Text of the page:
At least 11 people have died in fresh violence in Indian-administered Kashmir.
In the worst attack, suspected militants killed six members of the same Muslim family in a remote mountain village in Rajouri district.
In separate clashes, two Indian security personnel died in Poonch district, and three Hizbul Mujahideen militants were shot dead in Anantnag district, the authorities said.
Militants have been targeting soldiers' families
The violence comes at a time when India and Pakistan have taken steps to defuse tensions over the Kashmir dispute.
On Monday, Indian Foreign Minister Yashwant Sinha said Delhi would try to resolve all outstanding issues with its nuclear rival.
"We will have to try... we will have to talk about talks first," Mr Sinha told the BBC's Asia Today programme in an exclusive interview.
"We will have to find out what exactly, in what manner, what issues
and in what priority."
Earlier, his Pakistani counterpart, Khursheed Mehmood Kasuri, repeated denials that Islamabad supports militants fighting Indian rule in Kashmir - a key sticking point between the two sides.
In the Rajouri attack, four women and two children were killed by unidentified militants in a remote village in Rajouri district, some 180 kilometres (112 miles) north of Jammu.
The dead were all family members of Mehboob Iqba, a 55-year-old shepherd,
including his wife, three daughters-in-law and two children, aged two and four.
Mr Iqba was not at home at the time.
No group has said it carried out the attack, which took place in an area known for militant activity.
Three of Mr Iqba's sons, whose wives were among those killed, work for the Indian army and police.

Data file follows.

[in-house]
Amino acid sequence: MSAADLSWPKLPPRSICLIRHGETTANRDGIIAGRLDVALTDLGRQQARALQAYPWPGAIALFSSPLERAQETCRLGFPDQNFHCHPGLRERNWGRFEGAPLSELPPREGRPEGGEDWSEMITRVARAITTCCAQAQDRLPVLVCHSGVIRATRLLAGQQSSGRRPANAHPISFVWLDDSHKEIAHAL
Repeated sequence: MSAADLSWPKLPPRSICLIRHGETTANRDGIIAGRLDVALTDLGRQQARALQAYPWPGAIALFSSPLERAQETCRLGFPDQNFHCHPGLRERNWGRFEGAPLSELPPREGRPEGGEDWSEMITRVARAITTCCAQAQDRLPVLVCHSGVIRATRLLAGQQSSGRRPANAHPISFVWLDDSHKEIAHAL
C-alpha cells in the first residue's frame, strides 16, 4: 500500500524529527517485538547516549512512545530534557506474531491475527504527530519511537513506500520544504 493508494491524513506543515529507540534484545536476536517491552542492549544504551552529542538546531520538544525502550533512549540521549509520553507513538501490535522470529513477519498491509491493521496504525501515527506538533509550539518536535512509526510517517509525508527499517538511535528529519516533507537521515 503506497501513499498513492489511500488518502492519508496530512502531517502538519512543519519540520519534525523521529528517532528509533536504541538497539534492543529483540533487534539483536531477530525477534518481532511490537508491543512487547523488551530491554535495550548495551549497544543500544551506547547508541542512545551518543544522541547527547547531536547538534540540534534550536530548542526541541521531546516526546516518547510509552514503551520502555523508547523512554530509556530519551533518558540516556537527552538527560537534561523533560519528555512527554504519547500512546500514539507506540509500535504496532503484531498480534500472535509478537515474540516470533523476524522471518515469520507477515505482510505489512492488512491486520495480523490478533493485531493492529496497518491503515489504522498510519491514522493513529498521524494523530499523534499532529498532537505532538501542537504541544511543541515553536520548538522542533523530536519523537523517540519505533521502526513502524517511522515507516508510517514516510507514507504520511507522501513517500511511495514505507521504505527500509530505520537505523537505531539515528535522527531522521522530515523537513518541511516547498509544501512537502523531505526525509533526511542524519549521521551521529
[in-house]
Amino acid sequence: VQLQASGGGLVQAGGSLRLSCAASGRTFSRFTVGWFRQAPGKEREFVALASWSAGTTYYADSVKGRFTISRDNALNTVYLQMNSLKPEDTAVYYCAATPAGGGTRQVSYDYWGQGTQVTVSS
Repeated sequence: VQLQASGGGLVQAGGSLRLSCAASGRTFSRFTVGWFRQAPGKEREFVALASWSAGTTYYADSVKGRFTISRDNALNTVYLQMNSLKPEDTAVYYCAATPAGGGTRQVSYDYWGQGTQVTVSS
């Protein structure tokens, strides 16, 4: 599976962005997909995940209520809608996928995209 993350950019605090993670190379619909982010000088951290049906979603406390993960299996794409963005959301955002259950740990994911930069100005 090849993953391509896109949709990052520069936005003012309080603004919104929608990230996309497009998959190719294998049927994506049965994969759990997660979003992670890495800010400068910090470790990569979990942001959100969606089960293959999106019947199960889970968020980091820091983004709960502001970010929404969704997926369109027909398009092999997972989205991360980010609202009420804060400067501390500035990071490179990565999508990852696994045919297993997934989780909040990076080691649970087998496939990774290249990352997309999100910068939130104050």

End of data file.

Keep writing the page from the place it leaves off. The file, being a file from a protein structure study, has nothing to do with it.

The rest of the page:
The BBC's Binoo Joshi in Jammu says militant groups have been targeting the families of soldiers.
The latest violence comes amid fresh moves to resolve the long-running Kashmir dispute between India and Pakistan.
There are hardliners on both sides. There is no purpose served by quoting their statements
Khursheed Mehmood Kasuri
Pakistan Foreign Minister
Both sides have made conciliatory gestures in the past few weeks, including restoring top diplomatic ties after 18 months.
India accuses Pakistan of fomenting the insurgency in Indian-administered Kashmir, especially by helping militants cross over from Pakistani-controlled territory.
But Islamabad denies Delhi's charge, saying it only offers diplomatic and moral support to Kashmiri separatists.
"There is no question of supporting [the militants]," Pakistan Foreign Minister Khursheed Mehmood Kasuri told the BBC's Asia Today programme, in an interview broadcast on Monday.
He also played down remarks made in Pakistan two days ago by Hafiz Saeed, chief of the banned Lashkar-e-Toiba, who said the militant group did not believe in peace but in a holy war against India.
"Pakistan is a free country. Anybody can issue any statements. [But] we don't allow them to carry out any activity," Mr Kasuri said.
"There are hardliners on both sides. There is no purpose served by quoting their statements."